Brent W. Webb
Brent W. Webb is a world-renowned mechanical engineer and scholar. As an educator and a scholar, he teaches students and faculty to love learning.
Brent Woodruff Webb was born August 26, 1956 and grew up in Lehi, Utah. He attended Brigham Young University, where he earned a bachelor’s degree in 1981 and a master’s in 1982 in mechanical engineering. From there, he went to Purdue University to pursue a doctorate. In his final year of graduate study, he was named a Presidential Young Investigator by the National Science Foundation. In 1986, PhD in hand, he returned to BYU to join the mechanical engineering faculty.
As a member of the faculty, Brent W. Webb has contributed an enormous amount to his field and to the university. His research focuses on heat transfer and thermodynamics. He has authored or co-authored over 200 publications, edited for two technical journals, lectured extensively in the United States and abroad, and served on several prominent scientific committees. Having directed over $5 million in research, he has developed software for modeling complex heat transfer issues in glass that is now used in American and Japanese industrial production. Likewise, his work on new modeling approaches for predicting heat transfer in high temperature gases has been adopted worldwide.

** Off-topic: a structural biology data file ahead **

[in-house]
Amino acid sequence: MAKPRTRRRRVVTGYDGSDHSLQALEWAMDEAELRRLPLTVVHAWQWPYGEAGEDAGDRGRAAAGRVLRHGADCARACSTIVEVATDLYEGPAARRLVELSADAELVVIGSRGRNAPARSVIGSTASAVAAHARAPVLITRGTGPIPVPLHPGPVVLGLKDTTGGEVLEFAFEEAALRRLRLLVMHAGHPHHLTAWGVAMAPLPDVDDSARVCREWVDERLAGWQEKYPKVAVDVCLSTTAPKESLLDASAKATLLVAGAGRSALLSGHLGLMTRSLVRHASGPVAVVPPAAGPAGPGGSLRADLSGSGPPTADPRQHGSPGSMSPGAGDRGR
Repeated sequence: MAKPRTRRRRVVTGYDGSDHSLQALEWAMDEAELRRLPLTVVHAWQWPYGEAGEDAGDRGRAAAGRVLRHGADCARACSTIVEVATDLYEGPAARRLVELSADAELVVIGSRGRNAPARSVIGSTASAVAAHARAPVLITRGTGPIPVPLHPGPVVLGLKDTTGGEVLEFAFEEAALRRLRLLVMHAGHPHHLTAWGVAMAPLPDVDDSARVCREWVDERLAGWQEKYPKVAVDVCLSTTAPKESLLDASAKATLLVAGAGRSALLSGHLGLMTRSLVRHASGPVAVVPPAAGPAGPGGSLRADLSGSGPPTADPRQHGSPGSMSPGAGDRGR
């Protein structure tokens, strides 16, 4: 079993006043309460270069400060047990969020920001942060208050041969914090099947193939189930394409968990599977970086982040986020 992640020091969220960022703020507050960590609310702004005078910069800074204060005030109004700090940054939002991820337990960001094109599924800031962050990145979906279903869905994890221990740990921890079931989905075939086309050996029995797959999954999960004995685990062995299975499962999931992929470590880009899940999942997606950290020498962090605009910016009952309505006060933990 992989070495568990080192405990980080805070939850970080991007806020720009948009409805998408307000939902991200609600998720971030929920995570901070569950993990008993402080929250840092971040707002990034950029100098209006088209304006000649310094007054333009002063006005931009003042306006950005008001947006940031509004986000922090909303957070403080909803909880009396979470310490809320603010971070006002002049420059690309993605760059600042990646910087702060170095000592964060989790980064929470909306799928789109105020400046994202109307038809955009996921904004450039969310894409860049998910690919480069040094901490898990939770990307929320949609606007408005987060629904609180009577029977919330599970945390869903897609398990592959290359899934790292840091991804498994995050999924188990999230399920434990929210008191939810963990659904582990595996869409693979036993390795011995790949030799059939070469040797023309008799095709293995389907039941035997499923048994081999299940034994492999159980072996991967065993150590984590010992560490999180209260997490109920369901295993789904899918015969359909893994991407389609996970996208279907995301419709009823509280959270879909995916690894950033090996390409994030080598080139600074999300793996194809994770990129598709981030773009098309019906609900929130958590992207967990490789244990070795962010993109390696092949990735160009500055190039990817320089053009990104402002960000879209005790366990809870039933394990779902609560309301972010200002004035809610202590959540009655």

Never becoming too busy with scholarship to be an effective teacher, Brent W. Webb has been the research advisor for 30 master’s students, 12 doctoral students, and 3 post-doctoral fellows. He teaches rigorous and sought-after classes in the mechanical engineering department at BYU and has been awarded many prestigious honors from within and outside the university. He has served as the Executive Director of the BYU Office of Research and Creative Activities, the Associate Academic Vice President for Research and Graduate Studies, and served as the university’s Academic Vice President from 2011 to 2017.
Brent W. Webb uses his influence to motivate students and faculty. He has a firm belief that no matter how many scholarly attainments are made, the purpose of the university is to teach and to help others along their “quest for perfection and eternal life.” He also believes that, academically and spiritually, the key to success is the ability to turn failure into mastery. This balanced approach to life is evident in that alongside his professional accomplishments, he has devoted his time to service in The Church of Jesus Christ of Latter-day Saints as a Young Mens leader, bishop, high councilor, and stake president. He has dedicated even more time and priority to his loving family. He is married to Amy Jo Barker, and they have six children.